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  #101  
Old April 22, 2011, 11:38 PM
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Neel Here Neel Here is offline
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chappal plays favourites which is bad for team morale. nor is he a a good judge of a player. he wanted to finish ganguly and tendulkar's career and projected venugopal rao as replacement !

Quote:
Originally Posted by Antora
I am gonna go with the rest of you guys and say " Bad choice" as i have no idea who this guy is :|
http://www.espncricinfo.com/ci/conte...yer/34059.html
robin singh was an allrounder of limited talent but one who would never back away from a fight. he was a fantastic fielder and a great runner between the wickets. more than anything else it was his commitment to the game that endeared him to fans. he got his real opening into the Indian team at the age of 33 and was still fit enough to play for 5 more years until more talented players replaced him. he was a player of the NZ allrounder type, useful lower order bat and slow medium pacer who depended on movement off the seam to get wickets.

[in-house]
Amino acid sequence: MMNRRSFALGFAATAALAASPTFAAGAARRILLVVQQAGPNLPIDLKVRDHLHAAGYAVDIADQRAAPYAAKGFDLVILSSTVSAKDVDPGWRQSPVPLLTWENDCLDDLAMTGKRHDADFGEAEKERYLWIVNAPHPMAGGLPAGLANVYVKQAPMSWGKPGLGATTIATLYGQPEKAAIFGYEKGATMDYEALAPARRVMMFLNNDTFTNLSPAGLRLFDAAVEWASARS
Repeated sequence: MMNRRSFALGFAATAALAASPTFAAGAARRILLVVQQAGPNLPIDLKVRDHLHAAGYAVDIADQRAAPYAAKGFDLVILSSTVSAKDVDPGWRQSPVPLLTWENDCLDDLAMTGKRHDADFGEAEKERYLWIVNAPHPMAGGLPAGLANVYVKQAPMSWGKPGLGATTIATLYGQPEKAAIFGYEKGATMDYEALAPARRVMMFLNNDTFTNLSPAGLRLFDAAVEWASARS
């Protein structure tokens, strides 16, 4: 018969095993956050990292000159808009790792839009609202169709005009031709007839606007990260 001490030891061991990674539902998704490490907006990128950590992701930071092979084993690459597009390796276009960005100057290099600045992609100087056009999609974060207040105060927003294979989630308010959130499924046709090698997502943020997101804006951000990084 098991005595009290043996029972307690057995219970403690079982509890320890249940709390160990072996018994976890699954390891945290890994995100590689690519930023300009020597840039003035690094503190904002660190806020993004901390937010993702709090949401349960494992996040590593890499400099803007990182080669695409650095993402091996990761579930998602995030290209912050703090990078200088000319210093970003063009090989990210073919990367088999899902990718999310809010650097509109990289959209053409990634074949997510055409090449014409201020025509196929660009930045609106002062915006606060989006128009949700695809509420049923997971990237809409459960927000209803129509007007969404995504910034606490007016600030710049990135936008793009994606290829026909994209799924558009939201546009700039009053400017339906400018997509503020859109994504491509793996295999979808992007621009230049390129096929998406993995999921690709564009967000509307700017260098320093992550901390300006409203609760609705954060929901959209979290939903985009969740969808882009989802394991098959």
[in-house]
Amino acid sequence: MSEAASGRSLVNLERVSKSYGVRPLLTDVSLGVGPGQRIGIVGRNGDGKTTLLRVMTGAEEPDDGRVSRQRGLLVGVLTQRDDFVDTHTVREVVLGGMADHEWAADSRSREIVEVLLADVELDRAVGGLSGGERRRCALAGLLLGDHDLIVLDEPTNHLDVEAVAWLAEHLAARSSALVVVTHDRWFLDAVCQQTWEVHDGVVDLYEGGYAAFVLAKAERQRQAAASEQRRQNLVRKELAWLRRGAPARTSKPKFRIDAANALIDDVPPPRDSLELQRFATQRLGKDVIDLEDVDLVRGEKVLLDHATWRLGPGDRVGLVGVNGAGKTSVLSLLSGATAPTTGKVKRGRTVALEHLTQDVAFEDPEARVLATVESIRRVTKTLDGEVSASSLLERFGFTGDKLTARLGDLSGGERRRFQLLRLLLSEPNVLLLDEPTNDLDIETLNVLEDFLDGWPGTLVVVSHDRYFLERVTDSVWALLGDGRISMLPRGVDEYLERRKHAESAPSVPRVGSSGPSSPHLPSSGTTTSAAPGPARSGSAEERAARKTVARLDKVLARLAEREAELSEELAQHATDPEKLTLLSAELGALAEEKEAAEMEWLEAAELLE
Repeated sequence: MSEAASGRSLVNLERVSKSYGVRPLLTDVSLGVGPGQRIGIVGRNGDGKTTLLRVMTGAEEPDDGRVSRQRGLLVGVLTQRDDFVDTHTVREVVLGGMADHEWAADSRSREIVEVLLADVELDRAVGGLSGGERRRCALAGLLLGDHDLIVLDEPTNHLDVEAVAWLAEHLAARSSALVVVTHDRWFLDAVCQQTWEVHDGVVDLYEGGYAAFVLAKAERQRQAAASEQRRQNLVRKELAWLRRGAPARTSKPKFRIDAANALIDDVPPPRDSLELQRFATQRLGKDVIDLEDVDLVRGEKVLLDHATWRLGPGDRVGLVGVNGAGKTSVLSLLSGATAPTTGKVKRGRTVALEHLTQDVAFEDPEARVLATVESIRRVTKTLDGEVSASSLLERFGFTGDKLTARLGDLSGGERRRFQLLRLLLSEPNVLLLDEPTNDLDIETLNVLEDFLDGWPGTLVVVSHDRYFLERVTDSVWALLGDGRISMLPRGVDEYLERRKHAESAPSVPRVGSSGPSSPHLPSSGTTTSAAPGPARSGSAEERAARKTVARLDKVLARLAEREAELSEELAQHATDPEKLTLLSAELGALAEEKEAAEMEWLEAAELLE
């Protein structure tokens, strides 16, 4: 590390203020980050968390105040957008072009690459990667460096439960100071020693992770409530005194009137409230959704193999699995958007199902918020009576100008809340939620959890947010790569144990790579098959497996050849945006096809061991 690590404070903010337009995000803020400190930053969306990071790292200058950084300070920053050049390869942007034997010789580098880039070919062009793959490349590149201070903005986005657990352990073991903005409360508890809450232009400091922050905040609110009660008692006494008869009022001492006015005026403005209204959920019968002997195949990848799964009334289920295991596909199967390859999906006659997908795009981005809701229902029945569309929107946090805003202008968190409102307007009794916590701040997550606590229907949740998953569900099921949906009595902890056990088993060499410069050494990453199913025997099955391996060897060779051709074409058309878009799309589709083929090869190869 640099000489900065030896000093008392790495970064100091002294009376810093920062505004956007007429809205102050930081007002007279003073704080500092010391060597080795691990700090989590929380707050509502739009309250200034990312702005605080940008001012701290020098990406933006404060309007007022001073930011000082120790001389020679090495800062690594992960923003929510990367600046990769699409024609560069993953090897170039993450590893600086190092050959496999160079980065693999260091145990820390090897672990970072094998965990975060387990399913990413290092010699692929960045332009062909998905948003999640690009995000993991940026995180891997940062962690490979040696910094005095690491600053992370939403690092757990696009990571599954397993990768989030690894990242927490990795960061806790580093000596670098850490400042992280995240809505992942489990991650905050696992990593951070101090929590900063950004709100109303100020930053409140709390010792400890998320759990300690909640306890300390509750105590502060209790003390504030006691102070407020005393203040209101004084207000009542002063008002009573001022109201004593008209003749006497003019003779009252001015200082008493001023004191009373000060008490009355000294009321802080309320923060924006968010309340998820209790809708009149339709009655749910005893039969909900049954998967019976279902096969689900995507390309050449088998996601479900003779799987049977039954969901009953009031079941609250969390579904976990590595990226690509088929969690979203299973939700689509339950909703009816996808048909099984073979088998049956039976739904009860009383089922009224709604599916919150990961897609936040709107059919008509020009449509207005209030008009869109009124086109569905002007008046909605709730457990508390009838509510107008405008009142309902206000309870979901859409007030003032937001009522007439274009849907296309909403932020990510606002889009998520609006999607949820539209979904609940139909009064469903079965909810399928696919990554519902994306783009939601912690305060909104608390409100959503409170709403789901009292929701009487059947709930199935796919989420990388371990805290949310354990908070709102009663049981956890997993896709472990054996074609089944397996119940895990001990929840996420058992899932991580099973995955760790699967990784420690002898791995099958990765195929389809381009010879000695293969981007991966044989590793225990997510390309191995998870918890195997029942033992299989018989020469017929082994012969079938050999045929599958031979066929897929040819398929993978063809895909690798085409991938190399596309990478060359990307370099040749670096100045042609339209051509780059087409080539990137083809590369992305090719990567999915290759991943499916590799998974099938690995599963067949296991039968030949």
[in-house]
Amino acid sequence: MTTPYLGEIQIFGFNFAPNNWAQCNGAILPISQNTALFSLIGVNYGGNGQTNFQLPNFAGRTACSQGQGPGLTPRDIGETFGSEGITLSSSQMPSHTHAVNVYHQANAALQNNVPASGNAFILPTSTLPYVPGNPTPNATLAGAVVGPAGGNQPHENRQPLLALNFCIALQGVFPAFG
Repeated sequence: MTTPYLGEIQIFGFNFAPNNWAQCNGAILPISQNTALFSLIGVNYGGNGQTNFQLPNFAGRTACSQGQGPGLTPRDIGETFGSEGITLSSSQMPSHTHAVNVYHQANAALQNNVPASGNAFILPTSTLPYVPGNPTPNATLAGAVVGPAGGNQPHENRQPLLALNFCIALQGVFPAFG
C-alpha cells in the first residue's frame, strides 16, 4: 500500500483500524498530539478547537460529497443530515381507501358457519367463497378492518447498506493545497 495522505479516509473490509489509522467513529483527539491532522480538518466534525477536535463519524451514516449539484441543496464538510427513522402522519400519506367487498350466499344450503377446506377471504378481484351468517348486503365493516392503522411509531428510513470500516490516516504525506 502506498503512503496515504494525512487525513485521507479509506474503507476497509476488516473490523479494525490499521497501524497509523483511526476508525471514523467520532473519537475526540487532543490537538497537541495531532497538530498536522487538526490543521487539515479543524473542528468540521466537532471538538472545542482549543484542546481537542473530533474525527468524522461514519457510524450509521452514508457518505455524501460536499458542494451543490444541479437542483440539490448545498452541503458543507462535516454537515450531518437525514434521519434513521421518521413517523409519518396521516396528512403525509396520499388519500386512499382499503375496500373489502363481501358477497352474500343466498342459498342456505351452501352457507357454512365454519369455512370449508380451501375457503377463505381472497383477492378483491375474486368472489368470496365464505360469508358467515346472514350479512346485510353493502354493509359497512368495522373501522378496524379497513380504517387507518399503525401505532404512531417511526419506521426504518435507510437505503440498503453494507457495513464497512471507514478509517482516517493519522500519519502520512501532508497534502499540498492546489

one of his best innings was the 82 off 83 against pakistan at dhaka in the independence cup final, chasing 315, then the highest successful chase in ODI history. it was typical robin singh, performing under pressure with a couple of his trademark flat-batted sixes thrown in.
you can watch robin singh's innings here (from 5:00 onwards)
http://www.youtube.com/watch?v=Olc2aXvT5lc
http://www.youtube.com/watch?v=LridWqwa1wg